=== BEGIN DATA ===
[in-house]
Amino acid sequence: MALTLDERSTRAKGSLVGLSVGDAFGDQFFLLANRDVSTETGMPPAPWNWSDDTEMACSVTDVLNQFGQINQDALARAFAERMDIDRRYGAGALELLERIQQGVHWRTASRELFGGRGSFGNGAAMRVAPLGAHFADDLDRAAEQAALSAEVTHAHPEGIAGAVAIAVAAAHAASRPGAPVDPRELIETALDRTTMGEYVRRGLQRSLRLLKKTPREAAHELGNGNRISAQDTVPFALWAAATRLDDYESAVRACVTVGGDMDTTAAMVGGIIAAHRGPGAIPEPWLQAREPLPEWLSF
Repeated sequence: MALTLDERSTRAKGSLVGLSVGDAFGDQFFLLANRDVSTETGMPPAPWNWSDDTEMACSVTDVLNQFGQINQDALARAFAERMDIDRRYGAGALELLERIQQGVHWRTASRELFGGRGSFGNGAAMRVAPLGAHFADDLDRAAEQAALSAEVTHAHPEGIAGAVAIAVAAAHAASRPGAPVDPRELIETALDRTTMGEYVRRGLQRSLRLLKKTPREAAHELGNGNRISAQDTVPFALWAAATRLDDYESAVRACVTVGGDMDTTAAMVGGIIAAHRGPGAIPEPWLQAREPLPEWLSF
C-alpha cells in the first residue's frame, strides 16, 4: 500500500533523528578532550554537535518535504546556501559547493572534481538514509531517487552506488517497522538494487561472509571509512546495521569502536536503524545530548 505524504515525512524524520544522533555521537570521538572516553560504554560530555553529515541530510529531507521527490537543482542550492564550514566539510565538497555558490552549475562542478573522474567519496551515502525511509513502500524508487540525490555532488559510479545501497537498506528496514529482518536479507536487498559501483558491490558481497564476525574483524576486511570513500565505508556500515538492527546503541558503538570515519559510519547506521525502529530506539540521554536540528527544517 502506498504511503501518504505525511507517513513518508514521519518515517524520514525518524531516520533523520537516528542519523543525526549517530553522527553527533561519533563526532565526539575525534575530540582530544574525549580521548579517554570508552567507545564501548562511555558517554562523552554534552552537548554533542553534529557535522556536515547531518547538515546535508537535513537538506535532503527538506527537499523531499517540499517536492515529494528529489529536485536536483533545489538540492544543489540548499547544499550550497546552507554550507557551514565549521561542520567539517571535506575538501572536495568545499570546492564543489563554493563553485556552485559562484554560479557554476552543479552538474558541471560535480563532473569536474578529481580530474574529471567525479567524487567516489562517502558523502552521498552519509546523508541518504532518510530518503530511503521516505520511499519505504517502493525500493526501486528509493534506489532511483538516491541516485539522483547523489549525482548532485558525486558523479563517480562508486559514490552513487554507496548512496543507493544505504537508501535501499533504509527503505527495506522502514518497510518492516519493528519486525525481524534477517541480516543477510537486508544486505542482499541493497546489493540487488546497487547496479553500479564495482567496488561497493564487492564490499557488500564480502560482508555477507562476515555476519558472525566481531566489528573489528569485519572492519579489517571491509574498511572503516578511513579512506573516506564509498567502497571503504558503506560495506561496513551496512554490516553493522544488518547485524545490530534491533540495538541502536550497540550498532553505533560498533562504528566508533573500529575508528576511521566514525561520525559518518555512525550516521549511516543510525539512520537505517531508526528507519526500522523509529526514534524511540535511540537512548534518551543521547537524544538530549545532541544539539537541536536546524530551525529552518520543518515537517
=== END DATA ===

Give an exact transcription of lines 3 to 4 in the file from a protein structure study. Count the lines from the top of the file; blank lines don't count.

Repeated sequence: MALTLDERSTRAKGSLVGLSVGDAFGDQFFLLANRDVSTETGMPPAPWNWSDDTEMACSVTDVLNQFGQINQDALARAFAERMDIDRRYGAGALELLERIQQGVHWRTASRELFGGRGSFGNGAAMRVAPLGAHFADDLDRAAEQAALSAEVTHAHPEGIAGAVAIAVAAAHAASRPGAPVDPRELIETALDRTTMGEYVRRGLQRSLRLLKKTPREAAHELGNGNRISAQDTVPFALWAAATRLDDYESAVRACVTVGGDMDTTAAMVGGIIAAHRGPGAIPEPWLQAREPLPEWLSF
C-alpha cells in the first residue's frame, strides 16, 4: 500500500533523528578532550554537535518535504546556501559547493572534481538514509531517487552506488517497522538494487561472509571509512546495521569502536536503524545530548 505524504515525512524524520544522533555521537570521538572516553560504554560530555553529515541530510529531507521527490537543482542550492564550514566539510565538497555558490552549475562542478573522474567519496551515502525511509513502500524508487540525490555532488559510479545501497537498506528496514529482518536479507536487498559501483558491490558481497564476525574483524576486511570513500565505508556500515538492527546503541558503538570515519559510519547506521525502529530506539540521554536540528527544517 502506498504511503501518504505525511507517513513518508514521519518515517524520514525518524531516520533523520537516528542519523543525526549517530553522527553527533561519533563526532565526539575525534575530540582530544574525549580521548579517554570508552567507545564501548562511555558517554562523552554534552552537548554533542553534529557535522556536515547531518547538515546535508537535513537538506535532503527538506527537499523531499517540499517536492515529494528529489529536485536536483533545489538540492544543489540548499547544499550550497546552507554550507557551514565549521561542520567539517571535506575538501572536495568545499570546492564543489563554493563553485556552485559562484554560479557554476552543479552538474558541471560535480563532473569536474578529481580530474574529471567525479567524487567516489562517502558523502552521498552519509546523508541518504532518510530518503530511503521516505520511499519505504517502493525500493526501486528509493534506489532511483538516491541516485539522483547523489549525482548532485558525486558523479563517480562508486559514490552513487554507496548512496543507493544505504537508501535501499533504509527503505527495506522502514518497510518492516519493528519486525525481524534477517541480516543477510537486508544486505542482499541493497546489493540487488546497487547496479553500479564495482567496488561497493564487492564490499557488500564480502560482508555477507562476515555476519558472525566481531566489528573489528569485519572492519579489517571491509574498511572503516578511513579512506573516506564509498567502497571503504558503506560495506561496513551496512554490516553493522544488518547485524545490530534491533540495538541502536550497540550498532553505533560498533562504528566508533573500529575508528576511521566514525561520525559518518555512525550516521549511516543510525539512520537505517531508526528507519526500522523509529526514534524511540535511540537512548534518551543521547537524544538530549545532541544539539537541536536546524530551525529552518520543518515537517